Today’s gospel is the continuation of last Sunday’s gospel on the beatitudes which is the summary of the new commandment of Jesus. Today’s gospel outlines some of the concrete and practical application of the beatitudes. The biggest challenge to living the beatitudes is how to go beyond the minimal standards of living our faith. Jesus challenges the people in today’s gospel to go beyond the faith of the pagans and sinners. If people get a reward for each thing they do, they are no different from the pagans. Jesus said,

For if you love those who love you,
what credit is that to you?
Even sinners love those who love them.
And if you do good to those who do good to you,
what credit is that to you?
Even sinners do the same.
If you lend money to those from whom you expect repayment,
what credit is that to you?
Even sinners lend to sinners,
and get back the same amount.

Jesus’ norms of behavior challenge us to move from the already high standard “do to others as you would have them do to you” to the even higher standard “Be merciful, just as your Father is merciful.”

So Jesus instruct the people to love their enemies, bless those who curse them, give people their other cheek to slap, offer more goods to those who are taking things from them, lend without expecting repayment, and go through life without judging or condemning anyone.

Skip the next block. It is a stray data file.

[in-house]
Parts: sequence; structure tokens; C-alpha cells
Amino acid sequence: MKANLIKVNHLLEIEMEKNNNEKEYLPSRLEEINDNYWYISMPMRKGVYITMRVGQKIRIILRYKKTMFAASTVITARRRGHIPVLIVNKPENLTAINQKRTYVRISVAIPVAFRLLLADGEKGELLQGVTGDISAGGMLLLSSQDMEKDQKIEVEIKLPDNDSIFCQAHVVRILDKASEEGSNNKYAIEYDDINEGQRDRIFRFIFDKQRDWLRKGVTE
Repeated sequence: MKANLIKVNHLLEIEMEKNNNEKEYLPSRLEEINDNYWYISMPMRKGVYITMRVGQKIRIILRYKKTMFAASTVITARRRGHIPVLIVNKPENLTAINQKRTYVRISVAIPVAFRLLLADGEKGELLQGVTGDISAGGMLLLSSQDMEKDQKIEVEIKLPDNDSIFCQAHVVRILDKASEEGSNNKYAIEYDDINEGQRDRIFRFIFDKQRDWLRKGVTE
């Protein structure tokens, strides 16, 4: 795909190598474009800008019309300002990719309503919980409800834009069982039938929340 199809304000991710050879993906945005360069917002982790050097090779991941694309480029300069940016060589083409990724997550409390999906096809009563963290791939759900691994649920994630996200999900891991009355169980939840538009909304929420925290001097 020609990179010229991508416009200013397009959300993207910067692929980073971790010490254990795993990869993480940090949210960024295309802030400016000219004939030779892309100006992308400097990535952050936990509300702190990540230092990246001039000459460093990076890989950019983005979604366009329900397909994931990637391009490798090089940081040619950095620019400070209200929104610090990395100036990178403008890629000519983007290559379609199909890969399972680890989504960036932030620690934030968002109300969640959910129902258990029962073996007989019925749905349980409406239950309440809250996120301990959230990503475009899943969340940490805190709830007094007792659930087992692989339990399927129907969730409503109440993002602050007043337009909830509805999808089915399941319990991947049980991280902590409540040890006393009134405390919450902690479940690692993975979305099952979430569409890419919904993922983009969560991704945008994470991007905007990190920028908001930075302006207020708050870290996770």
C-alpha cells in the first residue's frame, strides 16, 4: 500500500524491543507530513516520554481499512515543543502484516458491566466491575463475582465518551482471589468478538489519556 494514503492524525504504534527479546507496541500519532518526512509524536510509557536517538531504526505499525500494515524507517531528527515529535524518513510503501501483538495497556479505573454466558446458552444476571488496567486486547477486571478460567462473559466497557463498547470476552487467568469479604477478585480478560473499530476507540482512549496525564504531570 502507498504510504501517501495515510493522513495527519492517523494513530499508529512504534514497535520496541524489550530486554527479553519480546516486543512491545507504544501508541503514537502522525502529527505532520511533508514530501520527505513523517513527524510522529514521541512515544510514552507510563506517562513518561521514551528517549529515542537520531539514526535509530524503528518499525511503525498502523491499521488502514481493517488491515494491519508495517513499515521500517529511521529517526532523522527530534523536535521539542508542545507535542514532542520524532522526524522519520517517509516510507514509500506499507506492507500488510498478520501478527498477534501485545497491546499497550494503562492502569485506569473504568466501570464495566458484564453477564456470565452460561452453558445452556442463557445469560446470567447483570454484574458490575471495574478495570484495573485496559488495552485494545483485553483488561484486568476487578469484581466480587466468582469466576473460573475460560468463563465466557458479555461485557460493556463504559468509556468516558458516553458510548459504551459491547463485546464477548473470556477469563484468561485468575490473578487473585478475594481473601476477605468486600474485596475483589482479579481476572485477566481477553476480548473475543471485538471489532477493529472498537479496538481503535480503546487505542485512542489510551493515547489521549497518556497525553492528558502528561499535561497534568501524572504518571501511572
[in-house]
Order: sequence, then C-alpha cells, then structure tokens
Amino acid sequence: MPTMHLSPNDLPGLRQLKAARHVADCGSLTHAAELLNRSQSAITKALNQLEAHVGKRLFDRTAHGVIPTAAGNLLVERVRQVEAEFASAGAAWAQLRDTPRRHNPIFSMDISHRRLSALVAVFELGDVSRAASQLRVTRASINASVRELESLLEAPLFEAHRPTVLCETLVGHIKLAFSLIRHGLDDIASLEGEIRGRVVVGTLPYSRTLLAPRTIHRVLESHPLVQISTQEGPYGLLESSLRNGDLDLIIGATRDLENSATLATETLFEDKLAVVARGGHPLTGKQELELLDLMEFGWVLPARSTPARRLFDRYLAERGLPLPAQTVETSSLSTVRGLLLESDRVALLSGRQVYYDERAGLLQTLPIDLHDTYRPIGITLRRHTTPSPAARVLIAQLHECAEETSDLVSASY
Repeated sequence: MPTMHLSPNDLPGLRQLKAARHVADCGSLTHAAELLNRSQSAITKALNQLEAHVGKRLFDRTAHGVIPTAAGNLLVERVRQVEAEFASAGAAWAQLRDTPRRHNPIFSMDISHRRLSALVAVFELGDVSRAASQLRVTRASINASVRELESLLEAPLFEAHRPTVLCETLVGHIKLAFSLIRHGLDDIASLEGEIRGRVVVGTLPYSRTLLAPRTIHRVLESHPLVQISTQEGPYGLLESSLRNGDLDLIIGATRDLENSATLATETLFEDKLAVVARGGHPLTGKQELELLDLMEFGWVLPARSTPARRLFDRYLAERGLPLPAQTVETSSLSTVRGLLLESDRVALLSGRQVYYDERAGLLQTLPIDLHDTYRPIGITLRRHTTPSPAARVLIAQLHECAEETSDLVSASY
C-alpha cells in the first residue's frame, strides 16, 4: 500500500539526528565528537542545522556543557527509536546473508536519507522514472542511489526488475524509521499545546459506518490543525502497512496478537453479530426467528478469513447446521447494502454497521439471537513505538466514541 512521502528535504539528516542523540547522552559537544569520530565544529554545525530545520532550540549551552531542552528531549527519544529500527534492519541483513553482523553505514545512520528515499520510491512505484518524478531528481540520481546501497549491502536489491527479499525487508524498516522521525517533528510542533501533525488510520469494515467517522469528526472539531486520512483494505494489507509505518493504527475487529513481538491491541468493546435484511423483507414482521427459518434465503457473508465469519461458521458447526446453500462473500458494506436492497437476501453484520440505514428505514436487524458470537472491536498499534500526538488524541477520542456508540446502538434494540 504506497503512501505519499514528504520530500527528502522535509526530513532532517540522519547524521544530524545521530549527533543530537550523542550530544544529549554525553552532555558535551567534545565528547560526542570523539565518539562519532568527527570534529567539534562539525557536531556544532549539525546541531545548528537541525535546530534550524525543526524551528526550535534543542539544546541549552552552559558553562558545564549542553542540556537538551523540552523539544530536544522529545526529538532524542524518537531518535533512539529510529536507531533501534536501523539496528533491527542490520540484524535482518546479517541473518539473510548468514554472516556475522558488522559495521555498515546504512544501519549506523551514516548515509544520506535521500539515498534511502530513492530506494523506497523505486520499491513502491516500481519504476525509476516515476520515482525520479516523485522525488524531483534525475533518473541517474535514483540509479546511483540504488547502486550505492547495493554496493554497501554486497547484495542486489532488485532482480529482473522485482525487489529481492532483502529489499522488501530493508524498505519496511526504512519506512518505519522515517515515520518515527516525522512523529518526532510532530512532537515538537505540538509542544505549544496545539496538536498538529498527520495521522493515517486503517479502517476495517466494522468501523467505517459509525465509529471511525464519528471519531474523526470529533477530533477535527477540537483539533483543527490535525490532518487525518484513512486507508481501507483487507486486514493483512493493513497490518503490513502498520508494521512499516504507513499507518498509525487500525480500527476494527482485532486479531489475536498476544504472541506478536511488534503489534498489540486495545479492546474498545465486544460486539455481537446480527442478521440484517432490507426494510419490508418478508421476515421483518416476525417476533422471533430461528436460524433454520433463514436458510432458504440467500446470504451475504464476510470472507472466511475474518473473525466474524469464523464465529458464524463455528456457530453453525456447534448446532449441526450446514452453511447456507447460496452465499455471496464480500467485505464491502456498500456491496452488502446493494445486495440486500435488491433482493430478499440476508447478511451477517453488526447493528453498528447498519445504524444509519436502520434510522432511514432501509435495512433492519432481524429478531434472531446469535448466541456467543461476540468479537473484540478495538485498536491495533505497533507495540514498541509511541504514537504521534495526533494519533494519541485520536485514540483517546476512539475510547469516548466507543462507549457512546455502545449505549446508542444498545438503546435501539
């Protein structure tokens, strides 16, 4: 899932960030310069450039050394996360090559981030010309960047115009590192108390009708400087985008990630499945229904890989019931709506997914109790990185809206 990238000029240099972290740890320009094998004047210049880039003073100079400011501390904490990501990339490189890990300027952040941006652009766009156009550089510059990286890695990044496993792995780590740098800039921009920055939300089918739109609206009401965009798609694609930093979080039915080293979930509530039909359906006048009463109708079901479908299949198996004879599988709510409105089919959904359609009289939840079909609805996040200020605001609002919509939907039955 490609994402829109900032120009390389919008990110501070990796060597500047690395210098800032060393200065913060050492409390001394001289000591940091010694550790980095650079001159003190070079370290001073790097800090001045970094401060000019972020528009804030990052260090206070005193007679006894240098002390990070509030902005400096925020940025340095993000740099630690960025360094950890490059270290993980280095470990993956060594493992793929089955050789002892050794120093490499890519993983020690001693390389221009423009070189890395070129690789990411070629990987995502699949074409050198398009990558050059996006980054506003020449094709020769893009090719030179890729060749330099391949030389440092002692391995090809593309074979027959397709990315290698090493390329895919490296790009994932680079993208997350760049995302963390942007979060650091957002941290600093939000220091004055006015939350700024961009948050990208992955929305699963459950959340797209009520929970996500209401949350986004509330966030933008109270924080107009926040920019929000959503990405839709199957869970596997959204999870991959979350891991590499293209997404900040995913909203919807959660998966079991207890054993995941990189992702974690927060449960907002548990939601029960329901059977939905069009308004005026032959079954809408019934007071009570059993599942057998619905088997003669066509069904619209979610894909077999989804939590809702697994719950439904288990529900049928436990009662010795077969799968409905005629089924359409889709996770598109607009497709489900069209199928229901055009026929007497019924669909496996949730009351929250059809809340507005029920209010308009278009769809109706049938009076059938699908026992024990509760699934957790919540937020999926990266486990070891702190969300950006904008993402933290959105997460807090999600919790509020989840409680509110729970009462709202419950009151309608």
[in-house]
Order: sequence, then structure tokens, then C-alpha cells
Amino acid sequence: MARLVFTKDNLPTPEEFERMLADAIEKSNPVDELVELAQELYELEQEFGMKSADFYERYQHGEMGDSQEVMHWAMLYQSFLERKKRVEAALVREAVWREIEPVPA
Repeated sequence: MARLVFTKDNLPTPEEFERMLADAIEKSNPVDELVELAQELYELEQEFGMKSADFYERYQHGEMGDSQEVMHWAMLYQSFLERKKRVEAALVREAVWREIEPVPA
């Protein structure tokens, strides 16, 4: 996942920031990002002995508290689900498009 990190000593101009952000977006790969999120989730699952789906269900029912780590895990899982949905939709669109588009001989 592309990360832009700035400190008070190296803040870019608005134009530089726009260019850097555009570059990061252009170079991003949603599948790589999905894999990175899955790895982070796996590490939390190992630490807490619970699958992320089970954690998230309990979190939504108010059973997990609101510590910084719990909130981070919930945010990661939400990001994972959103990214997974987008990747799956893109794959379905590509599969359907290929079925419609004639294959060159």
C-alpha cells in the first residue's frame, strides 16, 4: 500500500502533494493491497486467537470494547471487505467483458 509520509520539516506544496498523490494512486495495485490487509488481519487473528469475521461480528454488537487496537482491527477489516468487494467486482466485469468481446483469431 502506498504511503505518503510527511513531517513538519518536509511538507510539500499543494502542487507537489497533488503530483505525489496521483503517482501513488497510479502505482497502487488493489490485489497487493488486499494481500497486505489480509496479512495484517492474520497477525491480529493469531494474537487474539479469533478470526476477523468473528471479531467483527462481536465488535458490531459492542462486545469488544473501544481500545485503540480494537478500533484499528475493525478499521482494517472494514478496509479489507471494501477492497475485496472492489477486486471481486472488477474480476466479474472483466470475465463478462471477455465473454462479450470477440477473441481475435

Why do we have to act this way? Because this is God’s way.  To be a Christian is to follow the divine way. God’s love is not conditional. God’s love is not vindictive. God’s love is not limited.

for [God] himself is kind to the ungrateful and the wicked.
Be merciful, just as your Father is merciful.

In other words, this is how God treated us. Our behavior toward others is to be the reflection of the treatment we receive from God. The biblical ethic is essentially one of response to God’s treatment of his people—this is true both in the Old Testament and in the New. Jesus calls us to live as “children of the Most high” in concrete and practical way.  We are empowered to act in this way because of the extravagant good measure with which God continually acts toward us. Thus, the measure of being a genuine Christian is the unconditional and gratuitous love of God for all. When we live in accordance with God’s standards, we will receive overflowing blessings. Then God’s love will flow out to others through us.

Give, and gifts will be given to you;
a good measure, packed together, shaken down, and overflowing,